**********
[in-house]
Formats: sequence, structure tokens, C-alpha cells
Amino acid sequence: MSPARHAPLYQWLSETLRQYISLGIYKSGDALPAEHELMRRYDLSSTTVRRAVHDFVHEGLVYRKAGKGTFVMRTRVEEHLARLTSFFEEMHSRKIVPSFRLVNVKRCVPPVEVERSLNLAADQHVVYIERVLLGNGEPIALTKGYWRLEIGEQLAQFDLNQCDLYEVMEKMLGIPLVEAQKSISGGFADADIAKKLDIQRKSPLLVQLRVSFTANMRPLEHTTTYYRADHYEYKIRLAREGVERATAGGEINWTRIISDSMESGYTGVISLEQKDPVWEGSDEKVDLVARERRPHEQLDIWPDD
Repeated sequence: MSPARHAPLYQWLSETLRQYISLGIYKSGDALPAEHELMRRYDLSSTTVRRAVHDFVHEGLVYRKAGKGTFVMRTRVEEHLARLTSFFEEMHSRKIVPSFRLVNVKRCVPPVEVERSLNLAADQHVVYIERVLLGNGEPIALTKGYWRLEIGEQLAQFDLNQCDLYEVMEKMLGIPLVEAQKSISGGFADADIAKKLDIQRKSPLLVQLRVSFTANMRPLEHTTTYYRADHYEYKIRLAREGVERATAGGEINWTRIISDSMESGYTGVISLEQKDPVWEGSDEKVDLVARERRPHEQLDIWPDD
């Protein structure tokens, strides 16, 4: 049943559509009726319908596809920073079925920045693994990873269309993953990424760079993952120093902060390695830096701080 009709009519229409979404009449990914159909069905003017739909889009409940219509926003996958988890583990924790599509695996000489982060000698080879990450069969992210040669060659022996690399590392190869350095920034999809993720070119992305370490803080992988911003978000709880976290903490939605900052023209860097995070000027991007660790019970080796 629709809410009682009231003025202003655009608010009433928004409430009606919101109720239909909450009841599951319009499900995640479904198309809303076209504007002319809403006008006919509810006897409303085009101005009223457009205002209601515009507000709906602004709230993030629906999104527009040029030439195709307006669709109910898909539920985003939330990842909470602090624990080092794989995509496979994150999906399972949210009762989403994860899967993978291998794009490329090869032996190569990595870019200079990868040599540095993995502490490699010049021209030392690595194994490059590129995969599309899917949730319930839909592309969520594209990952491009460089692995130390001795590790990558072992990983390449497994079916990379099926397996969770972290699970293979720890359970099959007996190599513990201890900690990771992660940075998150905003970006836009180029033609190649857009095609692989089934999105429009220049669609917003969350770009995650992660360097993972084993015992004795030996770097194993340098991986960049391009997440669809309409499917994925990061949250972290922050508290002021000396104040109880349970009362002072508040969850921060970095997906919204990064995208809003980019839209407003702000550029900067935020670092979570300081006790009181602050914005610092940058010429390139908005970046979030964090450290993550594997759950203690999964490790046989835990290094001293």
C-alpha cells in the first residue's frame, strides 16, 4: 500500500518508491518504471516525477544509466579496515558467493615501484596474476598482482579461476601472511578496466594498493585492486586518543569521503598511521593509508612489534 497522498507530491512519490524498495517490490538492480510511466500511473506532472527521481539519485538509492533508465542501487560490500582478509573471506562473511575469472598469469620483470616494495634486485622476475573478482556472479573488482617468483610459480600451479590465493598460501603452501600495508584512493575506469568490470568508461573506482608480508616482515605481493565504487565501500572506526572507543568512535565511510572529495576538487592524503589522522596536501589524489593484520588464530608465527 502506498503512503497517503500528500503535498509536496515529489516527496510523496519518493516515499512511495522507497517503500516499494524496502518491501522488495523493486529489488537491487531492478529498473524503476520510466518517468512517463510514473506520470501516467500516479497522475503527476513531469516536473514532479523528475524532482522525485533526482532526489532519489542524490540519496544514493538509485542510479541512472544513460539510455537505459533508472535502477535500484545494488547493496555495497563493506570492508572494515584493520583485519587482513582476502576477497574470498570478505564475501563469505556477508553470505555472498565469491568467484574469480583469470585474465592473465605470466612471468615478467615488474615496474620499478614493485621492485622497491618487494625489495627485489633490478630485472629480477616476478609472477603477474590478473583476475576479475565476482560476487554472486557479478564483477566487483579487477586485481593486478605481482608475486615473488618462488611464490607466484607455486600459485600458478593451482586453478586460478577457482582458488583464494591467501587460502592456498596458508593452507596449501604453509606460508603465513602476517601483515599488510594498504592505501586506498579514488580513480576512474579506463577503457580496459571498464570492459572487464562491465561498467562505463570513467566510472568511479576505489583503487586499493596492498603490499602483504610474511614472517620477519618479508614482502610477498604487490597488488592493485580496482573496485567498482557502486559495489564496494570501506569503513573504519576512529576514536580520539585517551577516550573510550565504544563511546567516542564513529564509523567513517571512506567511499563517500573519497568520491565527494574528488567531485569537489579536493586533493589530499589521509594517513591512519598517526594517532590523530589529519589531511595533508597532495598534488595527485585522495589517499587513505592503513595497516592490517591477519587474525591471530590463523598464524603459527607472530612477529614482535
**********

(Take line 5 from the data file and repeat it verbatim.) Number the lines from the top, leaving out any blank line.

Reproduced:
């Protein structure tokens, strides 16, 4: 049943559509009726319908596809920073079925920045693994990873269309993953990424760079993952120093902060390695830096701080 009709009519229409979404009449990914159909069905003017739909889009409940219509926003996958988890583990924790599509695996000489982060000698080879990450069969992210040669060659022996690399590392190869350095920034999809993720070119992305370490803080992988911003978000709880976290903490939605900052023209860097995070000027991007660790019970080796 629709809410009682009231003025202003655009608010009433928004409430009606919101109720239909909450009841599951319009499900995640479904198309809303076209504007002319809403006008006919509810006897409303085009101005009223457009205002209601515009507000709906602004709230993030629906999104527009040029030439195709307006669709109910898909539920985003939330990842909470602090624990080092794989995509496979994150999906399972949210009762989403994860899967993978291998794009490329090869032996190569990595870019200079990868040599540095993995502490490699010049021209030392690595194994490059590129995969599309899917949730319930839909592309969520594209990952491009460089692995130390001795590790990558072992990983390449497994079916990379099926397996969770972290699970293979720890359970099959007996190599513990201890900690990771992660940075998150905003970006836009180029033609190649857009095609692989089934999105429009220049669609917003969350770009995650992660360097993972084993015992004795030996770097194993340098991986960049391009997440669809309409499917994925990061949250972290922050508290002021000396104040109880349970009362002072508040969850921060970095997906919204990064995208809003980019839209407003702000550029900067935020670092979570300081006790009181602050914005610092940058010429390139908005970046979030964090450290993550594997759950203690999964490790046989835990290094001293």